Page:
According to the American Bar Association, a mere 10% of all documents created since 1999 are not digitally produced; the vast majority of existing records are now in some type of digital format. Deleting digital documents or failing to retrieve digital records when needed can increase a company’s risk of legal liability.
To minimize exposure to risk, many companies have employed a data retention process to aid in electronic discovery and computer forensics. Although both areas encompass the preservation and use of digital data, there are key differences between electronic discovery and digital forensics.
The Data Collection Process
Ediscovery is summarized as the process of collecting, preparing, reviewing, interpreting and producing electronic documents from hard disks and other forms of storage. During litigation, eDiscovery firms may be subpoenaed to give testimony on the methods a company used to collect the data. On the other hand, computer forensics involves the use of a forensic expert to protect data integrity and to bring forth the data stored on a hard disk. During discovery, forensic experts use particular software applications and may call forth analysts to provide their testimony as expert witnesses.
Reviewing and Interpreting Data
Another significant difference between both disciplines is the method used to analyze the data. Ediscovery firms typically do not analyze the data they collect. Additionally, they usually do not clarify the intent of a computer user and they generally don’t provide clients with legal advice. Ediscovery is the process of gathering all of the data and supplying the client’s legal counsel with the data and relevant tools, then allowing the client’s legal counsel to perform their own thorough review.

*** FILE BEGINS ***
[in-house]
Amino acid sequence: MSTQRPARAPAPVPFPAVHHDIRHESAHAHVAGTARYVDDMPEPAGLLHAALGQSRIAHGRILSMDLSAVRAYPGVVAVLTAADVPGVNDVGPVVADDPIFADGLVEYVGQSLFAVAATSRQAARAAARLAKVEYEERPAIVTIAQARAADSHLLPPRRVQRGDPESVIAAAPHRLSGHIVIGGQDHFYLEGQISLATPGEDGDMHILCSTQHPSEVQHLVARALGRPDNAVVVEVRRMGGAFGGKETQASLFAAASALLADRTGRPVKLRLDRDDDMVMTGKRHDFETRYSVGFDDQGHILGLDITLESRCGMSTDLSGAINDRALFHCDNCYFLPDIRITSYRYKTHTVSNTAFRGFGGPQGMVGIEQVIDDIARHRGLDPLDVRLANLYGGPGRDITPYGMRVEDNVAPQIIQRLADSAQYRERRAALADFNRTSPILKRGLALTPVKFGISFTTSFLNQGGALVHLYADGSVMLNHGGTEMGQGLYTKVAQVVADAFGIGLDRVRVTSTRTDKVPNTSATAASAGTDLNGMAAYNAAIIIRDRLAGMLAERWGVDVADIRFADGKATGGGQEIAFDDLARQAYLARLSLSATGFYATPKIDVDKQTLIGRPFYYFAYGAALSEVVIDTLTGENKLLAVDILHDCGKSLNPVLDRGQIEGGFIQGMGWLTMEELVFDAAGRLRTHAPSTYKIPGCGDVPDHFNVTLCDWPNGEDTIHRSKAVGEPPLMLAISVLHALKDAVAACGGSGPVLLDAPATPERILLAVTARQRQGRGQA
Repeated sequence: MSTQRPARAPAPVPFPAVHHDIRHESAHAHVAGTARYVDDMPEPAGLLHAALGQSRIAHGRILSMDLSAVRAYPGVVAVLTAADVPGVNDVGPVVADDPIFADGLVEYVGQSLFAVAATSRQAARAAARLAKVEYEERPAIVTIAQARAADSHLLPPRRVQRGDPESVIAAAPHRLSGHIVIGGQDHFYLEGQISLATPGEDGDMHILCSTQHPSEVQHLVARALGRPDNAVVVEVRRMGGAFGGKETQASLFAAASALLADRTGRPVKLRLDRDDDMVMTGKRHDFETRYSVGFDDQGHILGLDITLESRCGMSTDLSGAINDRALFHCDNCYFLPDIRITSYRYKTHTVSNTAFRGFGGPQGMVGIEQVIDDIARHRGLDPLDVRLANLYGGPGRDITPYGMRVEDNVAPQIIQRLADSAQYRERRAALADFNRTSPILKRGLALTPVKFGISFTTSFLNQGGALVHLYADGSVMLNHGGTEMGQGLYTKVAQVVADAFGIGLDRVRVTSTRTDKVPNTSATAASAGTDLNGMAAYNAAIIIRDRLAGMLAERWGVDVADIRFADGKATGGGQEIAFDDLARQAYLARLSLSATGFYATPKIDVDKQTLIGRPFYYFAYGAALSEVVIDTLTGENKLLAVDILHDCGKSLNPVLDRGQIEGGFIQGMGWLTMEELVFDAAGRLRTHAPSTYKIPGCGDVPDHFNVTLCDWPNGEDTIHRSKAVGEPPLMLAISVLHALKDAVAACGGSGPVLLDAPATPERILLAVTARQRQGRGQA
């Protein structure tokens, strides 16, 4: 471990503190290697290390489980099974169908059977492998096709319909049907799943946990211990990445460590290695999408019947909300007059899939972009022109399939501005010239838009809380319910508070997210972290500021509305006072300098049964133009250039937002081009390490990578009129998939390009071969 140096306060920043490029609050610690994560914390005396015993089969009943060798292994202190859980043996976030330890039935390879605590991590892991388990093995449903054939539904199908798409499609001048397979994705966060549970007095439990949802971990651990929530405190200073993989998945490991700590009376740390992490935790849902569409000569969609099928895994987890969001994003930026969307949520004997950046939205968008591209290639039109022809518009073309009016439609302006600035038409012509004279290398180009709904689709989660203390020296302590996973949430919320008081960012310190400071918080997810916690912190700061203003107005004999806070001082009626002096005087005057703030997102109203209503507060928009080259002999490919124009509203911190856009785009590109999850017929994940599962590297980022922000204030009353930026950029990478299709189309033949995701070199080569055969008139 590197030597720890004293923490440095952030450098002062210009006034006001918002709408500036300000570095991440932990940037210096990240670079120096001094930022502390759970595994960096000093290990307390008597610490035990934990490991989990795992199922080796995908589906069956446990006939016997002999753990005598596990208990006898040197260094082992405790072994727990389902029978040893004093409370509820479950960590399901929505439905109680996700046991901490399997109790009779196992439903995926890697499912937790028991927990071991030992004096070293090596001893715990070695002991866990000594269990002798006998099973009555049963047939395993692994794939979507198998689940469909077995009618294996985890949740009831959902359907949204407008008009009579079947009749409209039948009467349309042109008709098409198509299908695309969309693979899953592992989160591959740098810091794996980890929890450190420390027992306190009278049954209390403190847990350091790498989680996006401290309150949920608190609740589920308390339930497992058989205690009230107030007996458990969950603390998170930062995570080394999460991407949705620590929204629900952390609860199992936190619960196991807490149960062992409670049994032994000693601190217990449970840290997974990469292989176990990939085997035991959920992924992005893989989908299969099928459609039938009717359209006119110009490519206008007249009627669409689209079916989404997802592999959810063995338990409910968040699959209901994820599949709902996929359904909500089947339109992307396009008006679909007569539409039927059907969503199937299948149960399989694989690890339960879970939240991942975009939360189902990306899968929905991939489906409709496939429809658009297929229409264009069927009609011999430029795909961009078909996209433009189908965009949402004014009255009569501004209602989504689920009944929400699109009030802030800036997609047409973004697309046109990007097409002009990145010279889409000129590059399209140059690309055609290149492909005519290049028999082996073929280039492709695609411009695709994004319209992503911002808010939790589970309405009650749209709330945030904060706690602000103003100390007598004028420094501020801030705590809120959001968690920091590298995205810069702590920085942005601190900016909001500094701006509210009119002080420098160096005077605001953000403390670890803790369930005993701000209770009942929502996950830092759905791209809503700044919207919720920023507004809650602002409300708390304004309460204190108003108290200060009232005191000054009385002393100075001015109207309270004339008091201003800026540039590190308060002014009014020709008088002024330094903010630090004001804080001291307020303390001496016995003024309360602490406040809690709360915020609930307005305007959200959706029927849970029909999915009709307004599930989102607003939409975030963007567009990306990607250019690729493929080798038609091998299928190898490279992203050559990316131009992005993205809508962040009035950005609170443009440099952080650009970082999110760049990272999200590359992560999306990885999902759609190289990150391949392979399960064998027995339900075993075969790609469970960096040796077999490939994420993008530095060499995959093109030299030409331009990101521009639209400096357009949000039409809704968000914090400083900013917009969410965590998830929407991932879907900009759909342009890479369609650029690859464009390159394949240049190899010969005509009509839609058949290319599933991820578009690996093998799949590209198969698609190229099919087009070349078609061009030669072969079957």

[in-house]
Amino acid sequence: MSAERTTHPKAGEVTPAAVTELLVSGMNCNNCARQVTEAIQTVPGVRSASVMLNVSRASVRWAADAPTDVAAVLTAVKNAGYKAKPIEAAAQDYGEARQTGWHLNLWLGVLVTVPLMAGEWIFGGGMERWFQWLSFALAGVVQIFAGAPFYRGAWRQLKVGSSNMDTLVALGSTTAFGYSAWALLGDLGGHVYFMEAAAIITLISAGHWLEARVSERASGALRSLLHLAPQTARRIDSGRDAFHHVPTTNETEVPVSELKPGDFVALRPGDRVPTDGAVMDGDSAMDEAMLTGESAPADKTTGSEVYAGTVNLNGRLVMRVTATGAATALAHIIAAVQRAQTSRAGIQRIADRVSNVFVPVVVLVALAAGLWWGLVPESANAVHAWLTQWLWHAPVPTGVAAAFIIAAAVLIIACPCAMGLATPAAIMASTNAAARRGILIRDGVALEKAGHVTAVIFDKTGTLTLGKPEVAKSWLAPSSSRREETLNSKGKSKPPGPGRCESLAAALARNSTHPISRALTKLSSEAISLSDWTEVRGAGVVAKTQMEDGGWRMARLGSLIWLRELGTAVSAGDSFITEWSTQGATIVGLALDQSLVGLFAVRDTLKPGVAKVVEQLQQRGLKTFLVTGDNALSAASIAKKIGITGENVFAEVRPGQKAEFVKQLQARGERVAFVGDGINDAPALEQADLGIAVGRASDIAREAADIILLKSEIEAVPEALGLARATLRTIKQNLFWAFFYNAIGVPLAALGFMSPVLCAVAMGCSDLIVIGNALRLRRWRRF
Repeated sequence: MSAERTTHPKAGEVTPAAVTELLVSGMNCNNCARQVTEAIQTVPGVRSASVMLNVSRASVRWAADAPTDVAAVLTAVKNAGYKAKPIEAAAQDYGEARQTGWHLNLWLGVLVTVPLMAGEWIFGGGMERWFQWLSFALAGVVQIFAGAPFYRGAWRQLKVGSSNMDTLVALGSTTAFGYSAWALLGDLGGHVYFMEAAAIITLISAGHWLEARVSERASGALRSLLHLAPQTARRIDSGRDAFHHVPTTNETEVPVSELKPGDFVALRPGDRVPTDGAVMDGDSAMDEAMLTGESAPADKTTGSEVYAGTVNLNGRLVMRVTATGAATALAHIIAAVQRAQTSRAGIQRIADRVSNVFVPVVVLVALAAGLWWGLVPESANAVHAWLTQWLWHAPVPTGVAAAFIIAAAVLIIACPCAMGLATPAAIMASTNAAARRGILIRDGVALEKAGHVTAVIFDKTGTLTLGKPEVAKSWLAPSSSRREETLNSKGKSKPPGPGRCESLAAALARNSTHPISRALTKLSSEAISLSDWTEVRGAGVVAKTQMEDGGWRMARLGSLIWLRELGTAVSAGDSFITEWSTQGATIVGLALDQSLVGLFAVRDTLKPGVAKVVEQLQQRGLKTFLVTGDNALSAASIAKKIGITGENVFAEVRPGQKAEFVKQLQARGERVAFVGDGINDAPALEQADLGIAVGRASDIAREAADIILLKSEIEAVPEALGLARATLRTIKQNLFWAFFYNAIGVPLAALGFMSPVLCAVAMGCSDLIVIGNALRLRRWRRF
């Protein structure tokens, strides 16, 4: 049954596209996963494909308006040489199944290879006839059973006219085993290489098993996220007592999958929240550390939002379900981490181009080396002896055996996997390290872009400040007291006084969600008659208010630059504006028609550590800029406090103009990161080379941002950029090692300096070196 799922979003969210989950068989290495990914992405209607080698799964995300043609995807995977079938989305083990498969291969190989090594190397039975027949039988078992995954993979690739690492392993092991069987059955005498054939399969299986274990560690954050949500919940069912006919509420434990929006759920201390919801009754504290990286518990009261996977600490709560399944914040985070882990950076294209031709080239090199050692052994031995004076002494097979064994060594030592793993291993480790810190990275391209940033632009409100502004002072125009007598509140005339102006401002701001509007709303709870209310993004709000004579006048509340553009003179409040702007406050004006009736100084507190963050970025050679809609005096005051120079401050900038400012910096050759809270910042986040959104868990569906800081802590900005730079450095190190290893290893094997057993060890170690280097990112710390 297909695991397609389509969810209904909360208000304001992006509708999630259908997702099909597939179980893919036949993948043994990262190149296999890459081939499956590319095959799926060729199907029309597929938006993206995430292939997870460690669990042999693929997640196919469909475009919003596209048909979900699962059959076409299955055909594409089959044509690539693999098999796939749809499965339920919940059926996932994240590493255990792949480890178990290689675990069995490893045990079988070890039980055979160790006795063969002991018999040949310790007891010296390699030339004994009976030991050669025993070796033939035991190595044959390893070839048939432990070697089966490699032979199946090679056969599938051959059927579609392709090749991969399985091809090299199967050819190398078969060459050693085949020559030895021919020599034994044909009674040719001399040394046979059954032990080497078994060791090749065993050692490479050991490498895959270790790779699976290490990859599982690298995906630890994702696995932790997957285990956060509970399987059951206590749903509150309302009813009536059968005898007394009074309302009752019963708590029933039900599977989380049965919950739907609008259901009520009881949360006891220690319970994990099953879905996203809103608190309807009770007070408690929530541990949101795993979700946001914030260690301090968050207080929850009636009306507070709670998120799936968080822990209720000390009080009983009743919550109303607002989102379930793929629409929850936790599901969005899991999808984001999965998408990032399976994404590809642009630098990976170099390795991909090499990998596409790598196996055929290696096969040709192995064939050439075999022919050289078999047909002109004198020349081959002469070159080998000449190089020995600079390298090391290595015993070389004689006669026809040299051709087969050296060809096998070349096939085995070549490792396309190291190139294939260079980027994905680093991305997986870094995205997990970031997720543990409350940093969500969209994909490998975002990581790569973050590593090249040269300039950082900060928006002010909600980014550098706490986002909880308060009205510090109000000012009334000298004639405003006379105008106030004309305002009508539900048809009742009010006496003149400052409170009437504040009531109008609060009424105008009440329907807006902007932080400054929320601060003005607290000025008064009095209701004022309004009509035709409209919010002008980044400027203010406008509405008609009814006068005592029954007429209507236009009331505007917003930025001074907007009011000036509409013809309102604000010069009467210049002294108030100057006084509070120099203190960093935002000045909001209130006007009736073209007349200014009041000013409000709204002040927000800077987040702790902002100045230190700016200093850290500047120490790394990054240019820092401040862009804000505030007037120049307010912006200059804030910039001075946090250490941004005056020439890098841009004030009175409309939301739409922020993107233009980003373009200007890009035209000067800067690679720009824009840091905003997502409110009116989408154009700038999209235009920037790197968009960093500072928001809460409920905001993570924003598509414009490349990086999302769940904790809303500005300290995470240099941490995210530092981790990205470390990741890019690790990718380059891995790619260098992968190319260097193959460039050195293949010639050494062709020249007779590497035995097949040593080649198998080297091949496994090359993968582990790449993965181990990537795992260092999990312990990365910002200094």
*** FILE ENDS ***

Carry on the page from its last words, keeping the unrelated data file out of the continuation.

Forensic experts assist legal teams with producing evidence for their case. Forensic experts can also partner with attorneys to pinpoint keywords related to the case, and then cross-reference those keywords against the collected data. Forensic experts can discover encrypted information such as passwords, and they can access email messages and reassemble an Internet user’s history. An analyst will not only search for intact records, but will scan for deleted records and file fragments to attempt full recovery of the files needed to support or defend the claim.
The Roles Served by Both Disciplines
Unlike digital forensics, eDiscovery is not used to analyze or investigate data and its uses. It serves to gather and organize information that everyone can view, access and duplicate. If that data has been deleted or is unseen by the computer’s operating system, that information could possibly be retrieved with digital forensics, but not electronic discovery.
In the eDiscovery process, a computer forensic expert will need to be called upon at some point or another. An example of such a matter would be a company receiving a set of files on a hard drive. Once received, it is realized that the size of the data on the drive is less than what was anticipated and recorded. After further review, an employee is suspected of intentionally destroying information on the hard drive. A forensic specialist will be needed to determine if the claim of intentional destruction is true, and if so, how the data was destroyed by the user.
Although eDiscovery and digital forensics are very similar in nature, the key differences revolve around how the data is collected and presented, how it is reviewed and interpreted, how much data is involved, and whether professionals are needed to provide forensic data recovery. Forensics gather, preserve and restore data, and Ediscovery processes and delivers the data to the appropriate parties. Choosing a litigation support company with experience in both disciplines is crucial—technology leaders such as Teris.